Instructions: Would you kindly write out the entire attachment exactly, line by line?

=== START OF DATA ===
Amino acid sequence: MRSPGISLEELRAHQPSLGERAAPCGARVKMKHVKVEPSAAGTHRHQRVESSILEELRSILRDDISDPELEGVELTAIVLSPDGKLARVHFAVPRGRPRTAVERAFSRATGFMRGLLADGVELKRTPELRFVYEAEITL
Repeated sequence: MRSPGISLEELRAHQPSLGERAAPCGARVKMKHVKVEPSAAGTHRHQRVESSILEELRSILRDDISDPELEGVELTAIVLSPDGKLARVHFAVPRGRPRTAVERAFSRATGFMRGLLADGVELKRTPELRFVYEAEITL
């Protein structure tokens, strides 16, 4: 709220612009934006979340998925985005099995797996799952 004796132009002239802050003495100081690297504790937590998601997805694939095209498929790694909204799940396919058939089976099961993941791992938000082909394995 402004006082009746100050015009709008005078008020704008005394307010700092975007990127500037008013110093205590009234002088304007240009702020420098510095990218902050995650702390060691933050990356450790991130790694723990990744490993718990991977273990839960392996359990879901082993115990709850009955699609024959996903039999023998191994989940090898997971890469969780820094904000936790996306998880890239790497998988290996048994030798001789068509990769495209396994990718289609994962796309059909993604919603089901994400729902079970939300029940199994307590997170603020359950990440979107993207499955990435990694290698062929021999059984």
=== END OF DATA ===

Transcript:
Amino acid sequence: MRSPGISLEELRAHQPSLGERAAPCGARVKMKHVKVEPSAAGTHRHQRVESSILEELRSILRDDISDPELEGVELTAIVLSPDGKLARVHFAVPRGRPRTAVERAFSRATGFMRGLLADGVELKRTPELRFVYEAEITL
Repeated sequence: MRSPGISLEELRAHQPSLGERAAPCGARVKMKHVKVEPSAAGTHRHQRVESSILEELRSILRDDISDPELEGVELTAIVLSPDGKLARVHFAVPRGRPRTAVERAFSRATGFMRGLLADGVELKRTPELRFVYEAEITL
């Protein structure tokens, strides 16, 4: 709220612009934006979340998925985005099995797996799952 004796132009002239802050003495100081690297504790937590998601997805694939095209498929790694909204799940396919058939089976099961993941791992938000082909394995 402004006082009746100050015009709008005078008020704008005394307010700092975007990127500037008013110093205590009234002088304007240009702020420098510095990218902050995650702390060691933050990356450790991130790694723990990744490993718990991977273990839960392996359990879901082993115990709850009955699609024959996903039999023998191994989940090898997971890469969780820094904000936790996306998880890239790497998988290996048994030798001789068509990769495209396994990718289609994962796309059909993604919603089901994400729902079970939300029940199994307590997170603020359950990440979107993207499955990435990694290698062929021999059984």